Should Standardized Testing Evaluate Teachers?
Many states have adopted a new evaluation system for teachers and principals largely based on student test scores. This is often because people see teachers as being paid too much for a short work day, which ends much earlier than other jobs.
However, this is because teachers begin work earlier than these jobs. Most educators are opposed to this new system and in certain areas, they have tried to stop it, namely New York, Massachusetts and the Chicago area. There are many reasons why student test scores do not offer an accurate representation of the teacher’s performance that these movements cite in trying to end this policy. One of the reasons this is not an effective system of evaluation is that these tests are often reflecting on the work of the students, not the teachers. This is shown in a recent study that says that students are influenced as little as 7.5% to 20% by their teachers.
The bigger influence for students is what happens outside of school, especially the way in which they were raised. Social class, disability status, discrimination and knowledge of English are also large factors influencing student performance on an assessment. Another reason these evaluations are harmful to education is that these assessments will make teachers “teach to the test” instead of to the full curriculum. They may also cause schools to shorten subjects that are not tested by the state, including history, science, art, music and physical education. Also, teachers might try to remove or ignore students who are difficult to teach.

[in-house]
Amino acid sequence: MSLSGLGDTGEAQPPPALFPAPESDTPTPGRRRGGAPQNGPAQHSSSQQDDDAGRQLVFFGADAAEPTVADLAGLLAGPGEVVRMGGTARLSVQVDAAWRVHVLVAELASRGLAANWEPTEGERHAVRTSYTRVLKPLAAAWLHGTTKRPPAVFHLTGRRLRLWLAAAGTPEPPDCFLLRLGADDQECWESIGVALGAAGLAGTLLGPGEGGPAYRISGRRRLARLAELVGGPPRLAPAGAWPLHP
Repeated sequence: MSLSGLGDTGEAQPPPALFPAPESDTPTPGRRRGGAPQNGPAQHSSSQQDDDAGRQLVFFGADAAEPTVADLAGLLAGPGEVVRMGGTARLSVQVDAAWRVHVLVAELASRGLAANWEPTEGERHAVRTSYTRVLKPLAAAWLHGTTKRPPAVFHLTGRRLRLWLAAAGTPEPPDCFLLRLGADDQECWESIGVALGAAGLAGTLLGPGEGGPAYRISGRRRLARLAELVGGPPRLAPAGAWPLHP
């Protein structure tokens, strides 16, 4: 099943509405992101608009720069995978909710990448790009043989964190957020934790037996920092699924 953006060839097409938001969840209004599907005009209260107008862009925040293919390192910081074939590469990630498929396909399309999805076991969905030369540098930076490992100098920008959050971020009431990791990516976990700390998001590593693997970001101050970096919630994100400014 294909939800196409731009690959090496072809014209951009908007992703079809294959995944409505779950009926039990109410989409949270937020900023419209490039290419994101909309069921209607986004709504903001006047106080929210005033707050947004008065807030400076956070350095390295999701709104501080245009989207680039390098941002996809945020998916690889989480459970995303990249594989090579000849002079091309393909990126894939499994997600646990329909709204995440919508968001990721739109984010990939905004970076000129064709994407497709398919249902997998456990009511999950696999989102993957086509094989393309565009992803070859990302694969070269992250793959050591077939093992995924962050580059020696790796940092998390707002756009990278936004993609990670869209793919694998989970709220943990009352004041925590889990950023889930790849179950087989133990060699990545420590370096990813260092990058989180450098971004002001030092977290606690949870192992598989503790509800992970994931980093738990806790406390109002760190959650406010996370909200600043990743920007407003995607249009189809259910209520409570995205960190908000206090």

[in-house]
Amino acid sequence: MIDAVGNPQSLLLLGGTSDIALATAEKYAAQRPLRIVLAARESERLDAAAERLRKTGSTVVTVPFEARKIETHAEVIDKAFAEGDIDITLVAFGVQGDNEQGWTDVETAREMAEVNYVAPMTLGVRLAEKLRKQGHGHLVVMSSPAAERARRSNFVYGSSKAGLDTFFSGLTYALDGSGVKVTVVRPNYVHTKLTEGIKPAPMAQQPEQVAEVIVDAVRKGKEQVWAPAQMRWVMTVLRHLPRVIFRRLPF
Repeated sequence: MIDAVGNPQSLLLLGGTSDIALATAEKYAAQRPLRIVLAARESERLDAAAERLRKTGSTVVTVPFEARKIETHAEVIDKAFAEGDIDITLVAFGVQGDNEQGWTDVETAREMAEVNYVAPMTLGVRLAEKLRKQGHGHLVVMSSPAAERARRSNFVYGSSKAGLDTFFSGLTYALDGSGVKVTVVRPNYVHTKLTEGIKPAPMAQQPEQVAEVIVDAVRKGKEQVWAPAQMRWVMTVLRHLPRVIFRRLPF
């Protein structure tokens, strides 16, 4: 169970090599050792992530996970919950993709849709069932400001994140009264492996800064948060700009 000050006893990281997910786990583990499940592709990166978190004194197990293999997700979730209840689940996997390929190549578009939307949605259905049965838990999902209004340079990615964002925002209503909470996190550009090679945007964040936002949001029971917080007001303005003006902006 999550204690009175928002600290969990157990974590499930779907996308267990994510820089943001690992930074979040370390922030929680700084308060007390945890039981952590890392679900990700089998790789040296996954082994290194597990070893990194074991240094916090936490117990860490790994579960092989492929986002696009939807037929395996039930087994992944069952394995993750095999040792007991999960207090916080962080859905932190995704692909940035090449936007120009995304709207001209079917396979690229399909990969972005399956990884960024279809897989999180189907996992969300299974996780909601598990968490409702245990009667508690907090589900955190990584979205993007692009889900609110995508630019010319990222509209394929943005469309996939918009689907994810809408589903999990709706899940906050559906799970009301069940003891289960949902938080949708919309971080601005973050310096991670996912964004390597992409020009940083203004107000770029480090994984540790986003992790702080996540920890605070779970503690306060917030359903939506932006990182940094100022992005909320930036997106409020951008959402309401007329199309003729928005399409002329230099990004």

Schools may stop teaching communication, cooperation, creativity and other essential skills in order to make students more prepared for the test and receive higher test scores. Overall, evaluating teachers and principals based on student test scores will only damage schools in the country and must be implemented differently or removed to make sure that students are still receiving a full education